You are here: Home > Details for IoE Number: 382612  

Print Page

© Dr Anthea Hatfield

IoE Number: 382612
Location: ST MARY'S CHAMBERS, 5 BREADMARKET STREET (south west side)
Photographer: Dr Anthea Hatfield
Date Photographed: 04 August 2001
Date listed: 05 February 1952
Date of last amendment: 05 February 1952
Grade II*

The Images of England website consists of images of listed buildings based on the statutory list as it was in 2001 and does not incorporate subsequent amendments to the list. For the statutory list and information on the current listed status of individual buildings please go to The National Heritage List for England.


LICHFIELD SK1109NE BREADMARKET STREET 1094-1/5/63 (South West side) 05/02/52 No.5 St Mary's Chambers GV II* Formerly known as: No.5 Priests' Hall BREADMARKET STREET. House, at one time the residence of guild priests, now offices. c1600 or earlier, with alterations c1760. Brick with timber-framed rear wing; tile roof with brick end stack. Georgian style. 3 storeys with basement; 2-window range. Top modillioned cornice. Central elliptical-headed entrance has architrave and radial-bar fanlight over half-glazed door; iron handrails to steps; entrance to left end has C19 stop-chamfered lintel over 4-flush-panel door. Ground floor has late C19 canted oriel to left with top entablature and small-paned upper lights; shuttered basement access below; bowed oriel to right has moulded pilaster strips, fluted frieze to entablature and small-paned glazing with opening pane; paired bowed glazed doors to basement below. 1st floor has Venetian windows with tripartite sashes with glazing bars in simple architraves; 2nd floor has windows with 6-pane sashes in simple architraves, inserted window to left end is similar. Rear has gabled timber-framed wing with square framing and longer brick wing. INTERIOR: exposed timber-framing and chamfered beams; open well staircase with simply turned balusters, square newels with ball finials and moulded handrails, said to be cherrywood; basement has flat joists and early brickwork. The home of the priests of the Guild of St Mary and St John until its dissolution. The birthplace of Elias Ashmole, 1617-1692, founder of the Ashmolean Museum, Oxford. (Wilkinson R: Look at Lichfield: Lichfield: 1976-).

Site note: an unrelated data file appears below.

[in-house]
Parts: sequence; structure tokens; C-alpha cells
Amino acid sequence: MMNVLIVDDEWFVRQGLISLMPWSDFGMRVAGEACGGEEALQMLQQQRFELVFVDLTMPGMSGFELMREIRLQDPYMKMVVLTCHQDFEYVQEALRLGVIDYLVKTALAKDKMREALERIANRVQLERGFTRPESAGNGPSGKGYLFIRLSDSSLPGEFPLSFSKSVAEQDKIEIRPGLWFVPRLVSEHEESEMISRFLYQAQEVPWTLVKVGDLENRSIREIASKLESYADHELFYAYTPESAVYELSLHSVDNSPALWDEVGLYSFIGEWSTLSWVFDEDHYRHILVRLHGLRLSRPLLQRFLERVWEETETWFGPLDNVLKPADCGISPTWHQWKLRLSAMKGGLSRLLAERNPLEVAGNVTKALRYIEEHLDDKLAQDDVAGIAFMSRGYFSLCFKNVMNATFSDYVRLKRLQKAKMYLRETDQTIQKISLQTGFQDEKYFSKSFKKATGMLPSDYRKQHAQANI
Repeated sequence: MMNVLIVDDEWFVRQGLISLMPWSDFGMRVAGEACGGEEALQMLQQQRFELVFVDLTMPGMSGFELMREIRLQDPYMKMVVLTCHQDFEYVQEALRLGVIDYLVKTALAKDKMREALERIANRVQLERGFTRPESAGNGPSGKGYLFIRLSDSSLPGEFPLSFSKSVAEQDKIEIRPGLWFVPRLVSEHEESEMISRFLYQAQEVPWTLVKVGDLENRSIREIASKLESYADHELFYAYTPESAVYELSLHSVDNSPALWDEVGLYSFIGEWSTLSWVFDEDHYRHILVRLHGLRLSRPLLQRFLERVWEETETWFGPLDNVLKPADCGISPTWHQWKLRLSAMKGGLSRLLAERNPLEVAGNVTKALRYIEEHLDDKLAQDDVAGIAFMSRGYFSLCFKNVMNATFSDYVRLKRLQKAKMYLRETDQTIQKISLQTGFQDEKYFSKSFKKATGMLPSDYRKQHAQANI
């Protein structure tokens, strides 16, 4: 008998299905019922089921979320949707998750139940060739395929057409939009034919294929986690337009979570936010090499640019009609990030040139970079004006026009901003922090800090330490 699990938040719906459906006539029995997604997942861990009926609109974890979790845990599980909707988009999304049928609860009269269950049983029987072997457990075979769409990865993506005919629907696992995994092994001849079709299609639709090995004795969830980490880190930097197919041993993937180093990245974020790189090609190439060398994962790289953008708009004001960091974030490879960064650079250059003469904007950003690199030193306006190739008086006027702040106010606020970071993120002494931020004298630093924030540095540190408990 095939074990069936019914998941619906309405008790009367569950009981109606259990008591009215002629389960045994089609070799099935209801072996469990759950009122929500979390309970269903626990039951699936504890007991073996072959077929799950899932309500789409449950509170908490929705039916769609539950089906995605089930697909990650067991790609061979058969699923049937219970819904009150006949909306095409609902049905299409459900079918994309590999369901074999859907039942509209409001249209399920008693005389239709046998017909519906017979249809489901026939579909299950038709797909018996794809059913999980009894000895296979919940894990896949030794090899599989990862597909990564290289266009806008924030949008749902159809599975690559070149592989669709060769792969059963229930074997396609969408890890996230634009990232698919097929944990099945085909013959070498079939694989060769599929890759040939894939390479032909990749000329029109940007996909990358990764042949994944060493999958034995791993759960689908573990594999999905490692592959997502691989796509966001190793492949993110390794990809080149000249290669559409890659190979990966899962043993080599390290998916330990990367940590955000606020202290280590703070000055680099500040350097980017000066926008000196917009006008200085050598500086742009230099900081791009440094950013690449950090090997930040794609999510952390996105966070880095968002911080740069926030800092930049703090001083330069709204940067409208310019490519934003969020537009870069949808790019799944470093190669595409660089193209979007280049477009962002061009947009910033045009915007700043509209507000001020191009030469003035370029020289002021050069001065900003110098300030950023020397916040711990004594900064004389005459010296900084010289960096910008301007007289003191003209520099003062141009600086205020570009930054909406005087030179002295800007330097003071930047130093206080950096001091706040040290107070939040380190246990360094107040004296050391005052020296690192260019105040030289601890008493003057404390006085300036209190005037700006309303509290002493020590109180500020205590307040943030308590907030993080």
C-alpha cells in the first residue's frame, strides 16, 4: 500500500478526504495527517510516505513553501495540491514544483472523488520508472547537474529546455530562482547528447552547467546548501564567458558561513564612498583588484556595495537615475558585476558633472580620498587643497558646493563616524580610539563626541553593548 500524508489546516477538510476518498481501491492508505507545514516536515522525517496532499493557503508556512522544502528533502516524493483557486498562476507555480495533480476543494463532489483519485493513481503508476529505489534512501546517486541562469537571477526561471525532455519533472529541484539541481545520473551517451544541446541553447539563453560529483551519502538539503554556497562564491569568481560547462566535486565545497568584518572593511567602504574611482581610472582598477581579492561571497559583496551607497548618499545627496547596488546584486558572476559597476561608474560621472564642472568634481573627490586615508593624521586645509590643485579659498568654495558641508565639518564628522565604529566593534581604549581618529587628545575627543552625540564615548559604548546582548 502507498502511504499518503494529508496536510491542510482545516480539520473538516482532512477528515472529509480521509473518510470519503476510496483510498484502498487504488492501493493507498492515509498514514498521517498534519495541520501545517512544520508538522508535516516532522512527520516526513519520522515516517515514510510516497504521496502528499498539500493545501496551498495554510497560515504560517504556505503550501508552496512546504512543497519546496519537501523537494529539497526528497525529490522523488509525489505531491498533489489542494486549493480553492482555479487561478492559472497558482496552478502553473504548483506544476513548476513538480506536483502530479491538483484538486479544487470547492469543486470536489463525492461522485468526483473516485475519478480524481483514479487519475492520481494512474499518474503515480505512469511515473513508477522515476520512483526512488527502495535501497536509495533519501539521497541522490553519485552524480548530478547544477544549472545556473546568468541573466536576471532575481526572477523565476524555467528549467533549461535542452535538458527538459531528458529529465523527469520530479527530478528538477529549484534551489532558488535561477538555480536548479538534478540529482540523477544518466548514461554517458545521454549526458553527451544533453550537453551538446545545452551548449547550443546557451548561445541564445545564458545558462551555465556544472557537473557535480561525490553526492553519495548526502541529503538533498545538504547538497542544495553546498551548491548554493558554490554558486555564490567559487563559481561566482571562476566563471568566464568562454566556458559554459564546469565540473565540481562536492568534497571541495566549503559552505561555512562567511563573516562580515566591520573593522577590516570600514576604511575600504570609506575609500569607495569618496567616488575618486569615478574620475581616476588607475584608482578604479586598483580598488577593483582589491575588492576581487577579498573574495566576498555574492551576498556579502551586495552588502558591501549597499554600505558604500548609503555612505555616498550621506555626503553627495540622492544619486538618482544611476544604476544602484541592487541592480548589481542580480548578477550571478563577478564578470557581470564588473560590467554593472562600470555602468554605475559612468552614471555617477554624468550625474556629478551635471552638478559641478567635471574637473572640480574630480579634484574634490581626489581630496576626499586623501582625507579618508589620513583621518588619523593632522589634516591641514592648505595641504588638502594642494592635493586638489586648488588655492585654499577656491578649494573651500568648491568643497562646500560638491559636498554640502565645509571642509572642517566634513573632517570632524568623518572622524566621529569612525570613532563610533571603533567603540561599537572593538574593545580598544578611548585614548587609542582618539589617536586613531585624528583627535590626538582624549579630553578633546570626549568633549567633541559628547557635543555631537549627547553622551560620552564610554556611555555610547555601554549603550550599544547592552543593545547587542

Please note that the inclusion of a listed building on this website does not mean it is open to the public.